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San Francisco Artists Make Art From Trash

San Francisco Artists Make Art From Trash
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It is said that one person’s trash is another person’s treasure, and the idea helped inspire an program in San Francisco, where recycled materials are used to create works of art.

They work at a recycling center of a company called Recology, as part of an art program that the employee-owned firm started 25 years ago.

As workers sift the garbage in a massive warehouse, artist Ma Li is at work next door, shaping plastic bottles into hanging star bursts. She receives a stipend to spend four months on her project using articles culled from San Francisco’s trash.

Ingenious creation

The work features cardboard tubes, fabric and other material, activated by flowing air and dancers.

“In the end, it’s going to be a moving pneumatic sculpture that can be enacted by a group of participants. So it is going to be a group performance,” said Li.

She said she learned recycling from her parents while growing up in China in the 1980s, when the country was poorer and more thrifty than it is today.

San Francisco artist Michael Arcega works with recycled wood and old leather belts, all salvaged from the garbage.

“My project is based on pseudo-anthropological research on the Nacerima people,” he said.

'Wasteful culture'

Arcega explained that Nacirema is American spelled backwards, and his artwork, which look like a display in a museum of folk culture, documents what he calls the wasteful culture of the American people. But he said it is a challenge sifting through the trash for raw material.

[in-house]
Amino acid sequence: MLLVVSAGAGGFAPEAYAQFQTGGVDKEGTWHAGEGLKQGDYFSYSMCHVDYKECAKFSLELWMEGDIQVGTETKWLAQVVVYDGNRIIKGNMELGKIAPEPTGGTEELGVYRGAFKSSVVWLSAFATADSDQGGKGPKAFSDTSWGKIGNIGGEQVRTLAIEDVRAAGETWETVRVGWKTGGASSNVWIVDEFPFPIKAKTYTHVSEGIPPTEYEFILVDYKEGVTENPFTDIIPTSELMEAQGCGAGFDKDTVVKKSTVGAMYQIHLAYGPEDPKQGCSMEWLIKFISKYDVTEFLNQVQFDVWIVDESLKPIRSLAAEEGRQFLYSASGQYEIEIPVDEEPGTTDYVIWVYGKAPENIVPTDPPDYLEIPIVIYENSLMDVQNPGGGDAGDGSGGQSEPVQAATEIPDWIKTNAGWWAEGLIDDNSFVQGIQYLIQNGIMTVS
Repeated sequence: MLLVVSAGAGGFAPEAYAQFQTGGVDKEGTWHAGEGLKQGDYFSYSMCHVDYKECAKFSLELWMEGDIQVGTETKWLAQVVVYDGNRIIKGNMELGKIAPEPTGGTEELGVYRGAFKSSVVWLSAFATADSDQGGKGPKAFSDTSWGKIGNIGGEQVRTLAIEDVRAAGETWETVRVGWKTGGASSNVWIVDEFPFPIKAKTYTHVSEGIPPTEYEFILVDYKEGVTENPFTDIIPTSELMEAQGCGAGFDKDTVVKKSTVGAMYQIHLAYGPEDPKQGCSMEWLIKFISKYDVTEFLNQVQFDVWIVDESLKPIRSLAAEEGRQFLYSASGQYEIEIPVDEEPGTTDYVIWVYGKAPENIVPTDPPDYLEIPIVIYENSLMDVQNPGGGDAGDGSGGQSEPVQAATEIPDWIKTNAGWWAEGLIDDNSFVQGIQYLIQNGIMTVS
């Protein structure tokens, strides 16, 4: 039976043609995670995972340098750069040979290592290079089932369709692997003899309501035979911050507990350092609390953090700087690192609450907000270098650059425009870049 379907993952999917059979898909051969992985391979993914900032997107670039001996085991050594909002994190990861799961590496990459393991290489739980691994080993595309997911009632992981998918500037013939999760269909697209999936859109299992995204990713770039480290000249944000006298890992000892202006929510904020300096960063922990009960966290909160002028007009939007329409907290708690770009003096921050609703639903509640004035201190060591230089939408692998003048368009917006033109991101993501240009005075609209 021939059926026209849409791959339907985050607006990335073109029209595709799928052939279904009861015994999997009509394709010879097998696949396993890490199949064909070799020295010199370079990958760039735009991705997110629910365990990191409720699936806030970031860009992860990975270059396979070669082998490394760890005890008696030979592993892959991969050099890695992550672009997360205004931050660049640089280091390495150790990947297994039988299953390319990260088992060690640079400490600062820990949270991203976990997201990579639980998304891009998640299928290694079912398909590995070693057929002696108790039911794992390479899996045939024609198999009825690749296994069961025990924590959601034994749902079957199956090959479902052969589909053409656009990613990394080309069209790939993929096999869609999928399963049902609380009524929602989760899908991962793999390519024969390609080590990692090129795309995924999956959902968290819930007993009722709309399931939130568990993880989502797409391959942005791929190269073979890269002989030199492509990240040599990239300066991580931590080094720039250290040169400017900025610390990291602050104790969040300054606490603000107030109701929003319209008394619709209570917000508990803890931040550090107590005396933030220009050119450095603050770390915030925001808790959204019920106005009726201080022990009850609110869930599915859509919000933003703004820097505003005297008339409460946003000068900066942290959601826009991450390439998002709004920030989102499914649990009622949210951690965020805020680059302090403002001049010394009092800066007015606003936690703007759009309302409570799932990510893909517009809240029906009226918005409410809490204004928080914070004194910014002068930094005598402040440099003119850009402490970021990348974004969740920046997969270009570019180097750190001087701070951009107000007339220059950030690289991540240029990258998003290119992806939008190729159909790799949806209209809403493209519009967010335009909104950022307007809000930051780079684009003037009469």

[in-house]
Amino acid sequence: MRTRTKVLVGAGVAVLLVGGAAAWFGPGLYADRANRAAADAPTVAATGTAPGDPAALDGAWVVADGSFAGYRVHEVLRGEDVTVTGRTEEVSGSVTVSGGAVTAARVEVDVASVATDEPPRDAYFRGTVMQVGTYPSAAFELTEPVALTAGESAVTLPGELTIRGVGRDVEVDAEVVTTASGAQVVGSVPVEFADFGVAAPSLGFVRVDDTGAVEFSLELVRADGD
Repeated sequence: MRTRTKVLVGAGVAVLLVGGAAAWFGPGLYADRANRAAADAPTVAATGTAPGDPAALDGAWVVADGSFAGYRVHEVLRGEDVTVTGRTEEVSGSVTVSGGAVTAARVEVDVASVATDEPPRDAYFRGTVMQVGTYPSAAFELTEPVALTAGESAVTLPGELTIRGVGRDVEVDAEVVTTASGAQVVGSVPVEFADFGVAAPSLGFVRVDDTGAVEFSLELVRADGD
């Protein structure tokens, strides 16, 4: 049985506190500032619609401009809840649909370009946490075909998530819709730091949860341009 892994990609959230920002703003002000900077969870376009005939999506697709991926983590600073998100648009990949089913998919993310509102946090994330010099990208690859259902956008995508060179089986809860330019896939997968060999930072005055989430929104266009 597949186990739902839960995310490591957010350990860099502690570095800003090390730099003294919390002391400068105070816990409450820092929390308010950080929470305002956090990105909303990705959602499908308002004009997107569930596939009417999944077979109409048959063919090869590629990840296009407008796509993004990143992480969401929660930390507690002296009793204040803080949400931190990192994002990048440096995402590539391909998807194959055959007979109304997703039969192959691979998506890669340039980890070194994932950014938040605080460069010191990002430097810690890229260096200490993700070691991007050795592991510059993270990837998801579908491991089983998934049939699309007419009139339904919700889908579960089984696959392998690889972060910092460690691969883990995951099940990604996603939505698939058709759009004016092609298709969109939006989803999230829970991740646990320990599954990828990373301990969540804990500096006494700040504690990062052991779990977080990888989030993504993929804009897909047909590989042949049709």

“Finding what is useful in the work and what is actually garbage,” he said.

A gallery in Los Angeles is displaying some of the art from the San Francisco project: collages made from old packaging, sculptures from scrap metal and carpenters’ saws whose blades have been cut to look like trees.

Program manager Deborah Munk explained how the art objects were made.

“Artists pull out every imaginable material you can think of, but mostly it is wood or metal or textiles that they use. Paint. We have had a lot of painters,” she said.

Los Angeles gallery owner Liz Gordon said artists have a history of recycling.

“People who did not have the resources to go out and be able to buy supplies found supplies and have been using found objects and assemblage for many, many years,” she said.

Recycling lifestyle

Li said these art works have a message.

“So everyone can come together to make a little change in their daily life and behavior to try to save the environment and resources,” she said.

The man who heads the recycling company, Mike Sangiacomo, hopes to see as much waste as possible reused.

“Along the way, if some of it is made into some fun pieces of art and draws people’s attention to the issue, we think it is a great way to do something that is good for our business, good for our community, good for society,” he said.

And the project shows how a little imagination can transform one person’s trash into another’s artwork.